The Kashmir Connection
Dean Acheson's responsibilities as undersecretary of state after World War II involved basic matters of policy formulation. When Secy. of State James Byrnes was away from Washington, as he often was in 1945 and 1946, Acheson's role in policy decisions was often primary, even definitive. Unlike Byrnes and Byrnes's successor, George C. Marshall, under whom he also served, Acheson intervened in the policy-making process at the outset rather than the conclusion. As a result, the policies with which he concerned himself reflected his own way of thinking. 1. This pattern does much to explain the handling in Acheson's State Department of matters relating to the independence of India, once the jewel in the crown of the British Empire.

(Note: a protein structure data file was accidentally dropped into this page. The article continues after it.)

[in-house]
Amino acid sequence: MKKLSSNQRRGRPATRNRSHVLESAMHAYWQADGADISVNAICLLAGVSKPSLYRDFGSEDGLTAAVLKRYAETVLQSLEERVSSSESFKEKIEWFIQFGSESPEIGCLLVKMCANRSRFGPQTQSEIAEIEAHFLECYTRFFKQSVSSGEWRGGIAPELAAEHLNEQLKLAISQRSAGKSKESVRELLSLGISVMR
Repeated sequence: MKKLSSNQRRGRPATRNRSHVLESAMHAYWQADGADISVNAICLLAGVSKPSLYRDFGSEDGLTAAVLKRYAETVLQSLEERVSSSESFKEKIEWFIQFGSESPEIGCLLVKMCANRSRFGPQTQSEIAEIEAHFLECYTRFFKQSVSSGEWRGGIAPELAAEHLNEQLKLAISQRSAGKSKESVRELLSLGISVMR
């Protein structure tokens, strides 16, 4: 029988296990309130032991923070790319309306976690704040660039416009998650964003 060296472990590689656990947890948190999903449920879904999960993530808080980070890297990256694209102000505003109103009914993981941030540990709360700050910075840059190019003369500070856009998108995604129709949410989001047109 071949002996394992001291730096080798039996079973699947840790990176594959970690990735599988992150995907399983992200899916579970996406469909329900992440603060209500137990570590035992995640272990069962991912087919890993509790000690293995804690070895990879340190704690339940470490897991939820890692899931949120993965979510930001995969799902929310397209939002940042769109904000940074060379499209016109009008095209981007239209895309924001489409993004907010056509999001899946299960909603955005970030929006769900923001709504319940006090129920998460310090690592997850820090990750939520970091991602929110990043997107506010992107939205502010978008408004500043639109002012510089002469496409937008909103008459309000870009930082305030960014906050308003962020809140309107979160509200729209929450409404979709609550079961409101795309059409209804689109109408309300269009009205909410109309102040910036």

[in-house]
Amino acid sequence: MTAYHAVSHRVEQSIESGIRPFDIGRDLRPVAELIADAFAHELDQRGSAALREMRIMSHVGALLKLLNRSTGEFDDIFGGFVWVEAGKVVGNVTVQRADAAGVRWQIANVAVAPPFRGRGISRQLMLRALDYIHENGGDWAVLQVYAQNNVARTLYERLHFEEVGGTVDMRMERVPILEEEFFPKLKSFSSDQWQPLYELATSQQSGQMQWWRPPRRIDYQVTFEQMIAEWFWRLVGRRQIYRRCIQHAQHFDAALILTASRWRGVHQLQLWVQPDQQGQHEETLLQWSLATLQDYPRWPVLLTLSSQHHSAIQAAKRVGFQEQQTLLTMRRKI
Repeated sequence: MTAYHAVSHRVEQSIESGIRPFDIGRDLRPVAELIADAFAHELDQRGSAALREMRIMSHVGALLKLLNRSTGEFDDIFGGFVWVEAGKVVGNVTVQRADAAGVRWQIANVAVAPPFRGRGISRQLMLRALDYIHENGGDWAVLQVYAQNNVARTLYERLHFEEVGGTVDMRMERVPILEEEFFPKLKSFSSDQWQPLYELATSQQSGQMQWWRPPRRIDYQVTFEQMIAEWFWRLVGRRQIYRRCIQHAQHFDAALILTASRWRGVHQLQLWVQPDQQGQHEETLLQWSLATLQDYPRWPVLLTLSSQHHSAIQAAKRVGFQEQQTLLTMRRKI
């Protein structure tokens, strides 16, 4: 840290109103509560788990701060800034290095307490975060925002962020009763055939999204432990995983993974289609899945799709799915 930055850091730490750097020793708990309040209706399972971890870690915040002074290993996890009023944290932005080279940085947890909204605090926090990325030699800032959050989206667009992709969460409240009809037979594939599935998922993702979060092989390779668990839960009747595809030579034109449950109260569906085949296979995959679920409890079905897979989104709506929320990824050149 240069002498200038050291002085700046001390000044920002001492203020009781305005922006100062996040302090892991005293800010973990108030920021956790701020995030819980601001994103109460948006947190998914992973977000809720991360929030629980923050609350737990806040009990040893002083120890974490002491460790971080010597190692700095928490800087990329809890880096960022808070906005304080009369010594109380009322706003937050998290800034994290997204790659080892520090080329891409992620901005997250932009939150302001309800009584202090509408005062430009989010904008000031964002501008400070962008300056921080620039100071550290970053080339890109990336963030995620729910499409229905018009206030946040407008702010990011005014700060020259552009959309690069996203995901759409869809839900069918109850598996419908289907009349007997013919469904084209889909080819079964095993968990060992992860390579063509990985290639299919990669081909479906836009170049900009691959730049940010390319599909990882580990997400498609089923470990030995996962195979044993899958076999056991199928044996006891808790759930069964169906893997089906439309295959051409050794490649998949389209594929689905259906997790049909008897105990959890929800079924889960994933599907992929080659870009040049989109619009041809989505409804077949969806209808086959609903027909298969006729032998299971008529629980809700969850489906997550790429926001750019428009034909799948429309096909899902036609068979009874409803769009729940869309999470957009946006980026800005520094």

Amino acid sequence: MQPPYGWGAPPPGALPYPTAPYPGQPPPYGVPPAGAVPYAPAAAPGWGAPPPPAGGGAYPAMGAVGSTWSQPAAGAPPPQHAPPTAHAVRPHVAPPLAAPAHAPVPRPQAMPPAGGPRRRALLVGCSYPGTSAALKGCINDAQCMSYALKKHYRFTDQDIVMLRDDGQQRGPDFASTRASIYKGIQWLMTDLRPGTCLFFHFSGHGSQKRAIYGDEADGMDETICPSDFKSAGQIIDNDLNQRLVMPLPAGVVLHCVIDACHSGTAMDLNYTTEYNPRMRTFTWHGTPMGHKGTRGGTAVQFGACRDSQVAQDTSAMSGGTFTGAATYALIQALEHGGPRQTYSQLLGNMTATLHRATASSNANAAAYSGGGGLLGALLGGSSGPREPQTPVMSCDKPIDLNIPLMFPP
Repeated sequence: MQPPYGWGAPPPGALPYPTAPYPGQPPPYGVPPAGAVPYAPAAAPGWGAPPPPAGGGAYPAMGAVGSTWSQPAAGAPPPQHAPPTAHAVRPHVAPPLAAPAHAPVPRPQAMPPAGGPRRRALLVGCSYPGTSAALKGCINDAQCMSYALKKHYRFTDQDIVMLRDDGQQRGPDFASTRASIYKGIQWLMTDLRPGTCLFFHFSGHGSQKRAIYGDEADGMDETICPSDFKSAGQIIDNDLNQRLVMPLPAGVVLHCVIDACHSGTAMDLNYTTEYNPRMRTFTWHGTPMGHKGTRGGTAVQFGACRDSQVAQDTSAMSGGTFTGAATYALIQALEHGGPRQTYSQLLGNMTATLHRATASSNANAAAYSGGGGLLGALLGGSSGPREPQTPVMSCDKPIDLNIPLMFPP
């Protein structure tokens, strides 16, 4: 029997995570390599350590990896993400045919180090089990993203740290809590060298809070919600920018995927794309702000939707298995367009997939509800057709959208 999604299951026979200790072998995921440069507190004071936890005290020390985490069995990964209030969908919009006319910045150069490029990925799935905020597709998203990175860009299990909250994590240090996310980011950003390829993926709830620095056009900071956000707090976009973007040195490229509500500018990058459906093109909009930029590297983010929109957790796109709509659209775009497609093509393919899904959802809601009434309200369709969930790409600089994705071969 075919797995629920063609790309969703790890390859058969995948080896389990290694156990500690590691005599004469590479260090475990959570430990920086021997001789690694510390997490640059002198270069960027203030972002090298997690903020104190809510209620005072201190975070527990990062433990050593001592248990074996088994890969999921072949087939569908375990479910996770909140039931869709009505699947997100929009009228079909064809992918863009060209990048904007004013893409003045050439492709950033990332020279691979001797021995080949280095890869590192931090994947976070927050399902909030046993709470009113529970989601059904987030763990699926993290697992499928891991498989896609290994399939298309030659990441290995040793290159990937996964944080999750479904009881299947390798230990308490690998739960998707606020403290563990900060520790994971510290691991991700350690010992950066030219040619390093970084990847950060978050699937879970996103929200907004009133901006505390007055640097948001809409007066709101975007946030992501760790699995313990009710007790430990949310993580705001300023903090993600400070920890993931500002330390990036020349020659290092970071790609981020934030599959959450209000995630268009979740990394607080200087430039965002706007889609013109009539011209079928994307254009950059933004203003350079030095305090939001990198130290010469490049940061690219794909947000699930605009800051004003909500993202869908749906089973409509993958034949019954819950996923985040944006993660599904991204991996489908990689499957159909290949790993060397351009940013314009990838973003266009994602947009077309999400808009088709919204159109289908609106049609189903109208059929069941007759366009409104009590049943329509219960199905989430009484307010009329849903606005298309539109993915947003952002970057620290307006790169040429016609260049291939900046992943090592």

In early November 1946, as Anglo-Indian discussions of Indian independence grew increasingly volatile, Acheson discussed the subject with Sir Girja Bajpai, the Washington representative of the Indian NationalCongress Party and later Indian foreign minister. India was not yet independent, and Bajpai thus had no officialstanding in Washington, but he wanted Acheson, and through him the State Department and the administration, to know firsthand that the Indians were committed to independence and would like to have American goodwill and assistance in achieving it. Bajpai told Acheson that the impending independence of India provided the United States with a unique and historic opportunity for establishing an era of friendship and mutually beneficial cooperation between the two peoples and their governments. “Conditions in India made it possible for an American ambassador, if he so desired, and if he were well qualified, to exercise a peculiarly important influence at this time, ” Bajpai told Acheson. Whatever ties continued between in-____________________